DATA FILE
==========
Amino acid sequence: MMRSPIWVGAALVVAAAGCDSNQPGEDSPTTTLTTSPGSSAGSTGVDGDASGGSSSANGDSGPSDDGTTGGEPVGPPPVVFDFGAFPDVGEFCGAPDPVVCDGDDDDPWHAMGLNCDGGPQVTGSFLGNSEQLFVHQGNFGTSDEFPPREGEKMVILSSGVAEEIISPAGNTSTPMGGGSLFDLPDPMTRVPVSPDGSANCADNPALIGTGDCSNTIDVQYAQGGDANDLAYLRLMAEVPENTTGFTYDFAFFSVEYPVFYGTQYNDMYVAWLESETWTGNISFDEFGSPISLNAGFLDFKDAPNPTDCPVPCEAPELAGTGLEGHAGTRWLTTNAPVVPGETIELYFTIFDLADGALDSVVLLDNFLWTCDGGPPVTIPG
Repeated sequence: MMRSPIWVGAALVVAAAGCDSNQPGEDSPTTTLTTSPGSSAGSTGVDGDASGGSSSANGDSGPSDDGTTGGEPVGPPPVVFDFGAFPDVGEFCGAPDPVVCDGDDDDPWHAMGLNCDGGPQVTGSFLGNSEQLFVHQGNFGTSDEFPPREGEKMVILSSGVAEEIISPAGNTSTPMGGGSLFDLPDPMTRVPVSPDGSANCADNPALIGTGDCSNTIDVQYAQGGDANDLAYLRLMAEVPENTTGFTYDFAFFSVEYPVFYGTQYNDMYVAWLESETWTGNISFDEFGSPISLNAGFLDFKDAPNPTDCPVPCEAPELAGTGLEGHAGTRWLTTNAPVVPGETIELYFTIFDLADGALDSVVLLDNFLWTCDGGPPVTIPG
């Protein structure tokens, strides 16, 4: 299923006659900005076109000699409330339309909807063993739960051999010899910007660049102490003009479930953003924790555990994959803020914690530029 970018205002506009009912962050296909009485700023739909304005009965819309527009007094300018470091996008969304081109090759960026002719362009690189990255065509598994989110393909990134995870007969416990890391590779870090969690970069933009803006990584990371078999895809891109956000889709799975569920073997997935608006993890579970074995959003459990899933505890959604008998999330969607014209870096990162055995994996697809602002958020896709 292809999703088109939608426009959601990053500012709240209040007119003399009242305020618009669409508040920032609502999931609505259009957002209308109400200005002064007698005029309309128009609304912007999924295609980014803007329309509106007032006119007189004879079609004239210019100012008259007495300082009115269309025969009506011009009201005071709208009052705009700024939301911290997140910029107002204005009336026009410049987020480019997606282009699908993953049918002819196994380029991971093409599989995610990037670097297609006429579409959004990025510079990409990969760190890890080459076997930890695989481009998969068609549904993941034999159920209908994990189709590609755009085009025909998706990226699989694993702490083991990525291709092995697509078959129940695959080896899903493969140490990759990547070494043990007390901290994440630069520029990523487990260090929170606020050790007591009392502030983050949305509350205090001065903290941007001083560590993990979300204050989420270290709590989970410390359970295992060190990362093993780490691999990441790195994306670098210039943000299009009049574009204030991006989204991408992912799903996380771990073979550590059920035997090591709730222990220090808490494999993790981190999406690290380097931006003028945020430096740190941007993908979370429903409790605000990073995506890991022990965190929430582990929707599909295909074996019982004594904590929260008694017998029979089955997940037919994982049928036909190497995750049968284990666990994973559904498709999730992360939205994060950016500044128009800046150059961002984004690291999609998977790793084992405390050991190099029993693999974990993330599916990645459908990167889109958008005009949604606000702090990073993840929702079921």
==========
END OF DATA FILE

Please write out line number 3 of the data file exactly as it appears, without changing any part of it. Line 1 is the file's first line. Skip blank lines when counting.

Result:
């Protein structure tokens, strides 16, 4: 299923006659900005076109000699409330339309909807063993739960051999010899910007660049102490003009479930953003924790555990994959803020914690530029 970018205002506009009912962050296909009485700023739909304005009965819309527009007094300018470091996008969304081109090759960026002719362009690189990255065509598994989110393909990134995870007969416990890391590779870090969690970069933009803006990584990371078999895809891109956000889709799975569920073997997935608006993890579970074995959003459990899933505890959604008998999330969607014209870096990162055995994996697809602002958020896709 292809999703088109939608426009959601990053500012709240209040007119003399009242305020618009669409508040920032609502999931609505259009957002209308109400200005002064007698005029309309128009609304912007999924295609980014803007329309509106007032006119007189004879079609004239210019100012008259007495300082009115269309025969009506011009009201005071709208009052705009700024939301911290997140910029107002204005009336026009410049987020480019997606282009699908993953049918002819196994380029991971093409599989995610990037670097297609006429579409959004990025510079990409990969760190890890080459076997930890695989481009998969068609549904993941034999159920209908994990189709590609755009085009025909998706990226699989694993702490083991990525291709092995697509078959129940695959080896899903493969140490990759990547070494043990007390901290994440630069520029990523487990260090929170606020050790007591009392502030983050949305509350205090001065903290941007001083560590993990979300204050989420270290709590989970410390359970295992060190990362093993780490691999990441790195994306670098210039943000299009009049574009204030991006989204991408992912799903996380771990073979550590059920035997090591709730222990220090808490494999993790981190999406690290380097931006003028945020430096740190941007993908979370429903409790605000990073995506890991022990965190929430582990929707599909295909074996019982004594904590929260008694017998029979089955997940037919994982049928036909190497995750049968284990666990994973559904498709999730992360939205994060950016500044128009800046150059961002984004690291999609998977790793084992405390050991190099029993693999974990993330599916990645459908990167889109958008005009949604606000702090990073993840929702079921």